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Toot contribution guide
Firstly, thank you for contributing to toot!
Relevant links which will be referenced below:
* [toot documentation](
* [toot-discuss mailing list](
used for discussion as well as accepting patches
* [toot project on github](
here you can report issues and submit pull requests
* #toot IRC channel on [](
## Code of conduct
Please be kind and patient. Toot is governed by one human with a full time job.
## I have a question
First, check if your question is addressed in the documentation or the mailing
list. If not, feel free to send an email to the mailing list. You may want to
subscribe to the mailing list to receive replies.
Alternatively, you can ask your question on the IRC channel and ping me
(ihabunek). You may have to wait for a response, please be patient.
Please don't open Github issues for questions.
## I want to contribute
### Reporting a bug
First check you're using the
[latest version]( of toot and verify
the bug is present in this version.
Search Github issues to check the bug hasn't already been reported.
To report a bug open an
[issue on Github]( or send an
email to the [mailing list](
* Run `toot env` and include its contents in the bug report.
* Explain the behavior you would expect and the actual behavior.
* Please provide as much context as possible and describe the reproduction steps
that someone else can follow to recreate the issue on their own.
### Suggesting enhancements
This includes suggesting new features or changes to existing ones.
Search Github issues to check the enhancement has not already been requested. If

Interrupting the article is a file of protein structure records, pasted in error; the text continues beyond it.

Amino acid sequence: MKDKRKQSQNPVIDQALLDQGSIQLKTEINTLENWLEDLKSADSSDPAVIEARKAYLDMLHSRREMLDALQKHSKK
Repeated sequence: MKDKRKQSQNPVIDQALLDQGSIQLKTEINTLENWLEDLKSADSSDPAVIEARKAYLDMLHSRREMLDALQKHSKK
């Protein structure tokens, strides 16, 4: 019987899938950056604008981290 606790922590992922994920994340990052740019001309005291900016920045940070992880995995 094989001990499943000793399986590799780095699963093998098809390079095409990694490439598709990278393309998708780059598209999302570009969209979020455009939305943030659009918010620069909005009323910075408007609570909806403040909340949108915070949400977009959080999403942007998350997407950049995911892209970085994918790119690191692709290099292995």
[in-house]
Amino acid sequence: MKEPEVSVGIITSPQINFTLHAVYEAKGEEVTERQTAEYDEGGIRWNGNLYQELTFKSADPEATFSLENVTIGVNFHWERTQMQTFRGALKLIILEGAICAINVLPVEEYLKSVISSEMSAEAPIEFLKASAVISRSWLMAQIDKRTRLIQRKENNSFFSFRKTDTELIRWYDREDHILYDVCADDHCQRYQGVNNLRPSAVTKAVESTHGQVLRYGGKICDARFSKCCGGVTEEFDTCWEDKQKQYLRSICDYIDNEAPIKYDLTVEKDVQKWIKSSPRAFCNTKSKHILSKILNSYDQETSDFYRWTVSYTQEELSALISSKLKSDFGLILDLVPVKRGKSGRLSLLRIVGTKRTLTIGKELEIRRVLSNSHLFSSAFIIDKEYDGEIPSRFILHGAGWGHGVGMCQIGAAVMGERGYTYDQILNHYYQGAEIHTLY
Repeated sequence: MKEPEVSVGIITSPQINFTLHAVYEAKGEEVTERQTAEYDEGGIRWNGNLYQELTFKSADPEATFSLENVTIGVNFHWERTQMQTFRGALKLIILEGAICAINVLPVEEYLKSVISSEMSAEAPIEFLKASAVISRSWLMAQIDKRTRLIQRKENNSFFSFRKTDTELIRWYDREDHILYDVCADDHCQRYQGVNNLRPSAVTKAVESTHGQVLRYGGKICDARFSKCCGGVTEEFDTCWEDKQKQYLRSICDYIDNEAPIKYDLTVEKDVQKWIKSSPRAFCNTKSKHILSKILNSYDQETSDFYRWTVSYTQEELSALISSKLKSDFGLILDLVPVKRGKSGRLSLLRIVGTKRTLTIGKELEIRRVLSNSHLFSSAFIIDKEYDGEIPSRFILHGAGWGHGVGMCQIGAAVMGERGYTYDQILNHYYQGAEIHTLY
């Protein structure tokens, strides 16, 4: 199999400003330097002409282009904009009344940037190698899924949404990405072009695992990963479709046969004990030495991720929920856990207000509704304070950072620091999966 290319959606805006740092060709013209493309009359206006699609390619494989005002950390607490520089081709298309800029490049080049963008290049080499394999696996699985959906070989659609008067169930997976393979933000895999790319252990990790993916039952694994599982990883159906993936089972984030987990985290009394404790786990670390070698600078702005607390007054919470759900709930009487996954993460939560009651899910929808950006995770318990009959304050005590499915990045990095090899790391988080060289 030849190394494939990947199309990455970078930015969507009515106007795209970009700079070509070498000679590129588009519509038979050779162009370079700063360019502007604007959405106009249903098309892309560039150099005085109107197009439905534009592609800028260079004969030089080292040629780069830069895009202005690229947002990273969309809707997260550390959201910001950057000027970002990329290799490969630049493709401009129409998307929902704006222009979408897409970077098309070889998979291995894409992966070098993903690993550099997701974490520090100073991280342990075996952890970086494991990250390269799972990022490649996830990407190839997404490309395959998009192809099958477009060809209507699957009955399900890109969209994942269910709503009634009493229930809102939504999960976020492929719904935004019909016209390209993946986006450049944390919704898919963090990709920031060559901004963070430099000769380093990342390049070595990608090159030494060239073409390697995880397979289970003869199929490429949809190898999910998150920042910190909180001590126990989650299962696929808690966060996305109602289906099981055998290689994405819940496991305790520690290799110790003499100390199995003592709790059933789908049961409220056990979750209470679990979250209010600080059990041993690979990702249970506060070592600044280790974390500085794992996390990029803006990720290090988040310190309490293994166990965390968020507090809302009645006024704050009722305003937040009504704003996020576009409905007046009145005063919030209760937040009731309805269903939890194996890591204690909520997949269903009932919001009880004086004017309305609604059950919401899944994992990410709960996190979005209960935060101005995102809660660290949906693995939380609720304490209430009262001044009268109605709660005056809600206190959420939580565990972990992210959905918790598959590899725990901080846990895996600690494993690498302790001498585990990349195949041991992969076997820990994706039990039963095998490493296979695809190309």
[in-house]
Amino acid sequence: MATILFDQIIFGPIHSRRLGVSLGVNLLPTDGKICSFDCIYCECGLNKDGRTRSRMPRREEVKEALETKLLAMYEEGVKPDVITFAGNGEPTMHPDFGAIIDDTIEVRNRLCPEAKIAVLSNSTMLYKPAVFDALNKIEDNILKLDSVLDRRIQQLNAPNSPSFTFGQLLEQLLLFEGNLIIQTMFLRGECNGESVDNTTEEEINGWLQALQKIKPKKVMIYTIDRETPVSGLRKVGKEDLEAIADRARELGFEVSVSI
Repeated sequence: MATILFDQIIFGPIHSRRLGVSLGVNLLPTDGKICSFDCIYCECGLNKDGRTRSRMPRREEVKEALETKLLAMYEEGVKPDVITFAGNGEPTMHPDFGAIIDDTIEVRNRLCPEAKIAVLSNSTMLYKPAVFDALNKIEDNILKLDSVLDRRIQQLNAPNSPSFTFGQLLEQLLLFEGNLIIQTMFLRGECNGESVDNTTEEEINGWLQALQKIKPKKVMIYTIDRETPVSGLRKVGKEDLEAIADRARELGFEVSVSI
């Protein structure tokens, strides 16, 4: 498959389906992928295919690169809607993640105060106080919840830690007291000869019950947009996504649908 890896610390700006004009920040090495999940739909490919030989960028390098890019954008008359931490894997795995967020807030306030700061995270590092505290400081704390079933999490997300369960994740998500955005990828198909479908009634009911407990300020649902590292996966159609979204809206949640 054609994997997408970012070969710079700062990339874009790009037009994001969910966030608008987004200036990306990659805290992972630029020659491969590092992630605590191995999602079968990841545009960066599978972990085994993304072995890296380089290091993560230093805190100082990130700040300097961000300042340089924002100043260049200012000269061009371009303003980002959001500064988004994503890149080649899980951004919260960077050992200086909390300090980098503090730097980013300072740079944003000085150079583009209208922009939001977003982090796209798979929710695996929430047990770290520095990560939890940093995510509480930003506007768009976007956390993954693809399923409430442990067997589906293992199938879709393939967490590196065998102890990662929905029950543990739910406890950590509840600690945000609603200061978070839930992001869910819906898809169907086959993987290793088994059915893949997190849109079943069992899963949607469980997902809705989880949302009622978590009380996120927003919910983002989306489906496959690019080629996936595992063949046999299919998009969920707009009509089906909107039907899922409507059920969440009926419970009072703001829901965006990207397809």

it hasn't, [open a new issue](
Your request will be reviewed to see if it's a good fit for toot. Implementing
requested features depends on the available time and energy of the maintainer
and other contributors. Be patient.
### Contributing code
When contributing to toot, please only submit code that you have authored or
code whose license allows it to be included in toot. You agree that the code
you submit will be published under the [toot license](LICENSE).
#### Setting up a dev environment
Check out toot (or a fork) and install it into a virtual environment.
git clone
cd toot
python3 -m venv _env
source _env/bin/activate
pip install --editable .
pip install -r requirements-dev.txt
pip install -r requirements-test.txt
While the virtual env is active, you can run `./_env/bin/toot` to
execute the one you checked out. This allows you to make changes and
test them.
#### Crafting good commits
Please put some effort into breaking your contribution up into a series of well
formed commits. If you're unsure what this means, there is a good guide
available at
Rules for commits:
* each commit should ideally contain only one change
* don't bundle multiple unrelated changes into a single commit
* write descriptive and well formatted commit messages
Rules for commit messages:
* separate subject from body with a blank line
* limit the subject line to 50 characters
* capitalize the subject line
* do not end the subject line with a period
* use the imperative mood in the subject line
* wrap the body at 72 characters
* use the body to explain what and why vs. how
For a more detailed explanation with examples see the guide at
If you use vim to write your commit messages, it will already enforce some of
these rules for you.
#### Run tests before submitting
You can run code and style tests by running:
make test
This runs three tools:
* `pytest` runs the test suite
* `flake8` checks code formatting
* `vermin` checks that minimum python version
Please ensure all three commands succeed before submitting your patches.
#### Submitting patches
To submit your code either open
[a pull request]( on Github, or send
patch(es) to [the mailing list](
If sending to the mailing list, patches should be sent using `git send-email`.
If you're unsure how to do this, there is a good guide at
Parts of this guide were taken from the following sources: